I've found a lot of empty and broken hazelnut shells lying under huge hazelnut shrub. (Most of them were eaten by squirrels but some have worm holes). Is it safe to use them for composting (maybe grinding them would speed up the process)? Or they can be used for mulching because they seem to last long?
If you have enough, try using them for mulch on a pathway. They last a long time, are a durable mulch, and make a lovely sound. In the Northwest US you can actually purchase bags of hazelnut shells to use on your pathways.
Yes you can use them for composting, with good composting conditions (greens, browns, temperature, and moisture) they should be no problem for the micro-organisms responsible for composting.
However, some people advice not to put seeds in your compost. This is because of the obvious reason that the seeds can germinate when using the final compost for other plants. For me, I don't mind that, in my compost there are still some seeds left from fruits or other crops. I remove 'bad weeds' anyway in the growing season.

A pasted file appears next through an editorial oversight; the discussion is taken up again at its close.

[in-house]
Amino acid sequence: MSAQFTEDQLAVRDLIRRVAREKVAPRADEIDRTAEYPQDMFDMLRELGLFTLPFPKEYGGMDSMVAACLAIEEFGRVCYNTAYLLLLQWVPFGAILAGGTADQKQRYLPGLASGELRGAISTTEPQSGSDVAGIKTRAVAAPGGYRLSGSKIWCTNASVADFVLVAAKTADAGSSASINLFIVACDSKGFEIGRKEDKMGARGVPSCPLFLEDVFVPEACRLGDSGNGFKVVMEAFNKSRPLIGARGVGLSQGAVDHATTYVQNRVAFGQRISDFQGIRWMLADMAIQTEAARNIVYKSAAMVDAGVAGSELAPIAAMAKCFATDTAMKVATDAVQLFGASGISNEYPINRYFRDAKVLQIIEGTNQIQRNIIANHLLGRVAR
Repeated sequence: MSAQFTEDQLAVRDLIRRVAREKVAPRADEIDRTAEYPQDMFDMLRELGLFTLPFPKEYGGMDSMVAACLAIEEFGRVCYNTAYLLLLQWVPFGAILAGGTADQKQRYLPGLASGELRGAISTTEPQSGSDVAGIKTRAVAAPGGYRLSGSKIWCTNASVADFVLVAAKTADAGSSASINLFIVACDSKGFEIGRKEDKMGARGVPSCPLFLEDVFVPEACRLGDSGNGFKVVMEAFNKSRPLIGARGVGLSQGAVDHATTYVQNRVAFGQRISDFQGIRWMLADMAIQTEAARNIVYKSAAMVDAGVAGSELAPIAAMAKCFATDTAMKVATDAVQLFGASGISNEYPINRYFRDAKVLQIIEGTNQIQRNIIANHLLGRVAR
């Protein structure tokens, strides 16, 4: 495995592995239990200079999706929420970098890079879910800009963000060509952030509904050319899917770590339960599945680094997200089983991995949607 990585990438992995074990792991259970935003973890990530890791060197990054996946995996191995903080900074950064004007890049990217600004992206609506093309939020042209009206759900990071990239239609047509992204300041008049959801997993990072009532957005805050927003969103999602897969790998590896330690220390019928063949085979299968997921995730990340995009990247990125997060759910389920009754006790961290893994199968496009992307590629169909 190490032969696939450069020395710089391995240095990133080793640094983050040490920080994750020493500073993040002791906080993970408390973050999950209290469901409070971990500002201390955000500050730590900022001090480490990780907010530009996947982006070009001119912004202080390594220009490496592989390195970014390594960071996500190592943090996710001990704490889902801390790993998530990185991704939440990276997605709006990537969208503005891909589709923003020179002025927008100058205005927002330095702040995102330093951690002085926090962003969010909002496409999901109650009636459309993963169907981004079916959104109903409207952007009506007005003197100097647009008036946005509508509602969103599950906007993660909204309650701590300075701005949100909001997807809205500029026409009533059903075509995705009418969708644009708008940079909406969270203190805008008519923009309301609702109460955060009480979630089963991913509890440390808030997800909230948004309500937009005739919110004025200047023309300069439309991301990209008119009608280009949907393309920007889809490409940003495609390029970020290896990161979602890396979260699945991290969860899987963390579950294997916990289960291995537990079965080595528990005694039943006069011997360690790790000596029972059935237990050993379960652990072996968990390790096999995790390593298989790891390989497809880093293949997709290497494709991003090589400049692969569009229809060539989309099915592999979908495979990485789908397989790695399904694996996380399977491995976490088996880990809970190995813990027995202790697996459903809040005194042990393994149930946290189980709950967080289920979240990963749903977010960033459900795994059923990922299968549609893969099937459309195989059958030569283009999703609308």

Hazelnut and many other tree nut shells are packed with BTUs. If you have a wood stove, try tossing them in.
See the following web page for examples: https://www.harvesttimeshells.com/half_shell.html
It notes that hazelnut shells can be used for mulch, with the following qualities:
- Holds moisture, keeping potted plants & flowerbeds moist
- Keeps weeds down
- Adds beautiful color
- 100% Renewable, All Natural & Sustainable [depending on your source/methods]
- Compacts Well
- Lasts 5-7 Years
It also mentions hazelnut shells as fuel:
- Burns at 8,500 BTU's per pound
- Burns Clean, Little Ash
- Use in Wood Stoves & Fireplaces
Or you can use empty hazelnut shells for cheese smoking. It is well known that hazelnut shells are one of the best smoke sources for that purpose.
Many famous cheeses have their "smoked" versions, like:
...and they are as a rule even more appreciated than their basic version.
Many delicious dishes can be made using smoked cheese. Here is a recipe for smoked cheddar souffle.
you can grind them up and use them for sandblasting delicate surfaces